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The short answer is: yes, it is possible, but since the projection you desire is nonlinear, you must do one of two things: Subdivide the geometry finely and implement the projection math in the vertex shader (or domain shader if using hardware tessellation), or Render a standard environment map (e.g. cubemap) first and then resample it to the desired ...


6

In practice, even when a scene is built to minimise problems, a 360-degree-FOV camera tends to introduce so much distortion in some directions that its results are useless for most purposes. If you want to avoid the expense of rendering a full texture cube, you can get a similar effect by using dual paraboloid environment maps, in which you render two ...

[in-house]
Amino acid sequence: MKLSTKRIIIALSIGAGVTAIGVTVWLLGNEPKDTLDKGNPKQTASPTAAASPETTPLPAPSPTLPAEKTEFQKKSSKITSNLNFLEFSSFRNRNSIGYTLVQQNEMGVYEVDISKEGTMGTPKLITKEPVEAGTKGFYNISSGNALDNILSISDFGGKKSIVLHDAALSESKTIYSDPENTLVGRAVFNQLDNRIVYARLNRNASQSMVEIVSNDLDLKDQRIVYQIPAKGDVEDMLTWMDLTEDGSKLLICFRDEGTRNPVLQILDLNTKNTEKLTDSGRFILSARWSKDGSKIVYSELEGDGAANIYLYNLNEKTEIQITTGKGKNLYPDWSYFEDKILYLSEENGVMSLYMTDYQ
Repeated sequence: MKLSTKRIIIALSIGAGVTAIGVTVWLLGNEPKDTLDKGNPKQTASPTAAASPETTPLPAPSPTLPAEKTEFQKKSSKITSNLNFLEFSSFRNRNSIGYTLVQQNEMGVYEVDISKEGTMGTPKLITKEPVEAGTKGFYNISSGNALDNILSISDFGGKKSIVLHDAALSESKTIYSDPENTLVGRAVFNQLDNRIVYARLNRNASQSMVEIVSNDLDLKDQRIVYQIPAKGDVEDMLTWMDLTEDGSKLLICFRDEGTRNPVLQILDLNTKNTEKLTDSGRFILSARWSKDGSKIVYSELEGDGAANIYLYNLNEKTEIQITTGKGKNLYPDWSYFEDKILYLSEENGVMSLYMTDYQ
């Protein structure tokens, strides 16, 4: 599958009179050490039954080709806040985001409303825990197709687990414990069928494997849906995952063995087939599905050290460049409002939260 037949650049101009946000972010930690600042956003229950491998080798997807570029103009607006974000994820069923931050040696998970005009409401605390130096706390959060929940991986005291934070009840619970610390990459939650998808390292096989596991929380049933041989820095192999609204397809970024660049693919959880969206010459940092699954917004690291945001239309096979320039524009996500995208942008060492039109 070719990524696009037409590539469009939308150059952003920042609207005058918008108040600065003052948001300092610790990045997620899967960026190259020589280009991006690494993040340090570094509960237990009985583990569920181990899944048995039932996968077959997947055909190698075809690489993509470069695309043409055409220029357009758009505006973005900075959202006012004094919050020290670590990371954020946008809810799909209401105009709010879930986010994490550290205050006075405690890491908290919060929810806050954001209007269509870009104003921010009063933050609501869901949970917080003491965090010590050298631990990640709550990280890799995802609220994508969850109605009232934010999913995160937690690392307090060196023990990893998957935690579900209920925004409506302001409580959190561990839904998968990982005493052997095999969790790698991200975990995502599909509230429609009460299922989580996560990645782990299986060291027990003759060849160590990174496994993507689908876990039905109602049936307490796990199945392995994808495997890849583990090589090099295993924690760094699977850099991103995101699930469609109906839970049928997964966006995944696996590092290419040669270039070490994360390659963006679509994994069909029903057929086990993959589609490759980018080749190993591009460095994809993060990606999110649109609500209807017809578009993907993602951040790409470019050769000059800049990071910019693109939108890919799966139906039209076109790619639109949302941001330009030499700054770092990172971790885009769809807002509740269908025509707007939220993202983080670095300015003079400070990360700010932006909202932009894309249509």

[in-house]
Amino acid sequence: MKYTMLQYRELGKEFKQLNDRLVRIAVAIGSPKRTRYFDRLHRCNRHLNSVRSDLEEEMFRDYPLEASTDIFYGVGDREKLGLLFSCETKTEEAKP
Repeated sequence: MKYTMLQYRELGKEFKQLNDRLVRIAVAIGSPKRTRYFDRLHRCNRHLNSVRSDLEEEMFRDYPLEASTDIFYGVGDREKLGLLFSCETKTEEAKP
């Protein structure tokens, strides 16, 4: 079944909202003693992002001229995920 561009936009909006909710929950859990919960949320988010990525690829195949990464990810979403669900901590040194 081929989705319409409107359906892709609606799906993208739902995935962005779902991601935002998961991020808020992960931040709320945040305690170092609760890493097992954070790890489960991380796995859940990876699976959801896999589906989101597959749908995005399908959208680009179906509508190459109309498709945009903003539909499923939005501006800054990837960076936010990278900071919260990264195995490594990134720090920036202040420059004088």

3

I think you could look at how the Infinity Engine (now I-Novae Engine) solved this issue. (Unfortunately I can not find the blog post anymore.) First the engine maintains multiple levels of resolution, depending object importance. For the outermost scale it uses 128 bit floating points, which is enough to model the solar system reliably at meter scale. (I ...


2

You need to enable some kind of z-buffering: first render unobstructed units, then buildings, then units that are obstructed (complete or just partially) by buildings and then the ground. If you render them in this order make sure no pixel is overwritten: do not draw over a pixel that has already been drawn, else only the terrain will render. Flush the ...



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